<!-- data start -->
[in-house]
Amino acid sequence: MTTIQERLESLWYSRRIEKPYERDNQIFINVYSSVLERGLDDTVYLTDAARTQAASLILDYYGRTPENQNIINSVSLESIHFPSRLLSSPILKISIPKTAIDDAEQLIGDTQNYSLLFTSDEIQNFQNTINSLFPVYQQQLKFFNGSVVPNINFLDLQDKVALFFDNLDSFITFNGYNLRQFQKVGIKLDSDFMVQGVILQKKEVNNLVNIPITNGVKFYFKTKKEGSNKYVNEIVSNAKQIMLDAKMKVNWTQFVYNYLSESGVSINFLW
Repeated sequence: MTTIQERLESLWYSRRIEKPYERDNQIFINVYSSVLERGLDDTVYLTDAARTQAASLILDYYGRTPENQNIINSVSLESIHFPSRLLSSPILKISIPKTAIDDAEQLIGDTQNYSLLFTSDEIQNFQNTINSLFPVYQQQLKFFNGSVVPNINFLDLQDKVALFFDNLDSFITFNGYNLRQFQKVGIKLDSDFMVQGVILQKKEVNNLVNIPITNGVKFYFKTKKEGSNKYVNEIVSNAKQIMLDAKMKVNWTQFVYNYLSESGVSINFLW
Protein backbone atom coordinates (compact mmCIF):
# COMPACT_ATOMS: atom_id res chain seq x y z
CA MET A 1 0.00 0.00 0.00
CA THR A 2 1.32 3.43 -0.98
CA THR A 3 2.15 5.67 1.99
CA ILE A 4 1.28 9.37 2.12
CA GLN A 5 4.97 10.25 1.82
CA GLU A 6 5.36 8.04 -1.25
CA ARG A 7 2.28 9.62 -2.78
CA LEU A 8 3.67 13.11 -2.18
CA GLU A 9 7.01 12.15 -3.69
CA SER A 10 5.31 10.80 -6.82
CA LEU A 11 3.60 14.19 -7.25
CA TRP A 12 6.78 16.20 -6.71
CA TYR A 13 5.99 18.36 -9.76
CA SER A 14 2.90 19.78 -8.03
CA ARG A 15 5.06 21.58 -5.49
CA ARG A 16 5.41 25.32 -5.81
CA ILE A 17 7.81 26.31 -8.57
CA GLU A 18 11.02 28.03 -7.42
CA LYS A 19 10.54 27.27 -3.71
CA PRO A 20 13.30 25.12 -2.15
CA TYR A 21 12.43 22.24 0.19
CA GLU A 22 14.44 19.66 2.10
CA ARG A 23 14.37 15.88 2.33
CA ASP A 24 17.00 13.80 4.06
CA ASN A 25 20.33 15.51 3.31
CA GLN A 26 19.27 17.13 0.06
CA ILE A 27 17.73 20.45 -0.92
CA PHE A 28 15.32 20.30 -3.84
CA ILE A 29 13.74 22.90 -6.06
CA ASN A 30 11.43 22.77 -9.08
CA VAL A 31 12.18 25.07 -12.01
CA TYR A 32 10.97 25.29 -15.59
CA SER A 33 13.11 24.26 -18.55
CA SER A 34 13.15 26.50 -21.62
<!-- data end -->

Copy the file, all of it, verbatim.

[in-house]
Amino acid sequence: MTTIQERLESLWYSRRIEKPYERDNQIFINVYSSVLERGLDDTVYLTDAARTQAASLILDYYGRTPENQNIINSVSLESIHFPSRLLSSPILKISIPKTAIDDAEQLIGDTQNYSLLFTSDEIQNFQNTINSLFPVYQQQLKFFNGSVVPNINFLDLQDKVALFFDNLDSFITFNGYNLRQFQKVGIKLDSDFMVQGVILQKKEVNNLVNIPITNGVKFYFKTKKEGSNKYVNEIVSNAKQIMLDAKMKVNWTQFVYNYLSESGVSINFLW
Repeated sequence: MTTIQERLESLWYSRRIEKPYERDNQIFINVYSSVLERGLDDTVYLTDAARTQAASLILDYYGRTPENQNIINSVSLESIHFPSRLLSSPILKISIPKTAIDDAEQLIGDTQNYSLLFTSDEIQNFQNTINSLFPVYQQQLKFFNGSVVPNINFLDLQDKVALFFDNLDSFITFNGYNLRQFQKVGIKLDSDFMVQGVILQKKEVNNLVNIPITNGVKFYFKTKKEGSNKYVNEIVSNAKQIMLDAKMKVNWTQFVYNYLSESGVSINFLW
Protein backbone atom coordinates (compact mmCIF):
# COMPACT_ATOMS: atom_id res chain seq x y z
CA MET A 1 0.00 0.00 0.00
CA THR A 2 1.32 3.43 -0.98
CA THR A 3 2.15 5.67 1.99
CA ILE A 4 1.28 9.37 2.12
CA GLN A 5 4.97 10.25 1.82
CA GLU A 6 5.36 8.04 -1.25
CA ARG A 7 2.28 9.62 -2.78
CA LEU A 8 3.67 13.11 -2.18
CA GLU A 9 7.01 12.15 -3.69
CA SER A 10 5.31 10.80 -6.82
CA LEU A 11 3.60 14.19 -7.25
CA TRP A 12 6.78 16.20 -6.71
CA TYR A 13 5.99 18.36 -9.76
CA SER A 14 2.90 19.78 -8.03
CA ARG A 15 5.06 21.58 -5.49
CA ARG A 16 5.41 25.32 -5.81
CA ILE A 17 7.81 26.31 -8.57
CA GLU A 18 11.02 28.03 -7.42
CA LYS A 19 10.54 27.27 -3.71
CA PRO A 20 13.30 25.12 -2.15
CA TYR A 21 12.43 22.24 0.19
CA GLU A 22 14.44 19.66 2.10
CA ARG A 23 14.37 15.88 2.33
CA ASP A 24 17.00 13.80 4.06
CA ASN A 25 20.33 15.51 3.31
CA GLN A 26 19.27 17.13 0.06
CA ILE A 27 17.73 20.45 -0.92
CA PHE A 28 15.32 20.30 -3.84
CA ILE A 29 13.74 22.90 -6.06
CA ASN A 30 11.43 22.77 -9.08
CA VAL A 31 12.18 25.07 -12.01
CA TYR A 32 10.97 25.29 -15.59
CA SER A 33 13.11 24.26 -18.55
CA SER A 34 13.15 26.50 -21.62